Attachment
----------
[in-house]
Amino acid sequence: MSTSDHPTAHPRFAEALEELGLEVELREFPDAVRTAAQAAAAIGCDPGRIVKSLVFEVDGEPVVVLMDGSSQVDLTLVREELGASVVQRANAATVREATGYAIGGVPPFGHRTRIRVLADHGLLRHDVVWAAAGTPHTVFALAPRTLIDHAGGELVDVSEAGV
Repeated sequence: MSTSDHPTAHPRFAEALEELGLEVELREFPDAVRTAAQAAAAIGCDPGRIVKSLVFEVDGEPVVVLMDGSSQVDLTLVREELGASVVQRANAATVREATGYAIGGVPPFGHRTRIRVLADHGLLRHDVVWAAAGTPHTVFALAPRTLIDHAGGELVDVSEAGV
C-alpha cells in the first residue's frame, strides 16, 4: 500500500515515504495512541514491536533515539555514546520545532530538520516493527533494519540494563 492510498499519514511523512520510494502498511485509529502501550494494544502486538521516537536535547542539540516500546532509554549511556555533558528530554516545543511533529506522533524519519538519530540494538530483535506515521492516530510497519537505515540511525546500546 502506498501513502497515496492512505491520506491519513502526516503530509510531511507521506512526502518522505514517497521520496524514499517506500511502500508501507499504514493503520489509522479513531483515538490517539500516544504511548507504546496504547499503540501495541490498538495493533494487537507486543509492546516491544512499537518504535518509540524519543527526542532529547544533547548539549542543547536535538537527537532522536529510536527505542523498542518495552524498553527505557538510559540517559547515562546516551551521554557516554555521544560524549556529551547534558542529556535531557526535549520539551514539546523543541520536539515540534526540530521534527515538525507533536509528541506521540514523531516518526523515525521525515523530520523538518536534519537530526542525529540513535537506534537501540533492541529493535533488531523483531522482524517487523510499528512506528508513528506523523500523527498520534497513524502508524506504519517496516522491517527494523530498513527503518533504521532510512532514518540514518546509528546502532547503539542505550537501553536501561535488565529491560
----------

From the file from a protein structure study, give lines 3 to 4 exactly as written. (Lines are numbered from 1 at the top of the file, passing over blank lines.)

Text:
Repeated sequence: MSTSDHPTAHPRFAEALEELGLEVELREFPDAVRTAAQAAAAIGCDPGRIVKSLVFEVDGEPVVVLMDGSSQVDLTLVREELGASVVQRANAATVREATGYAIGGVPPFGHRTRIRVLADHGLLRHDVVWAAAGTPHTVFALAPRTLIDHAGGELVDVSEAGV
C-alpha cells in the first residue's frame, strides 16, 4: 500500500515515504495512541514491536533515539555514546520545532530538520516493527533494519540494563 492510498499519514511523512520510494502498511485509529502501550494494544502486538521516537536535547542539540516500546532509554549511556555533558528530554516545543511533529506522533524519519538519530540494538530483535506515521492516530510497519537505515540511525546500546 502506498501513502497515496492512505491520506491519513502526516503530509510531511507521506512526502518522505514517497521520496524514499517506500511502500508501507499504514493503520489509522479513531483515538490517539500516544504511548507504546496504547499503540501495541490498538495493533494487537507486543509492546516491544512499537518504535518509540524519543527526542532529547544533547548539549542543547536535538537527537532522536529510536527505542523498542518495552524498553527505557538510559540517559547515562546516551551521554557516554555521544560524549556529551547534558542529556535531557526535549520539551514539546523543541520536539515540534526540530521534527515538525507533536509528541506521540514523531516518526523515525521525515523530520523538518536534519537530526542525529540513535537506534537501540533492541529493535533488531523483531522482524517487523510499528512506528508513528506523523500523527498520534497513524502508524506504519517496516522491517527494523530498513527503518533504521532510512532514518540514518546509528546502532547503539542505550537501553536501561535488565529491560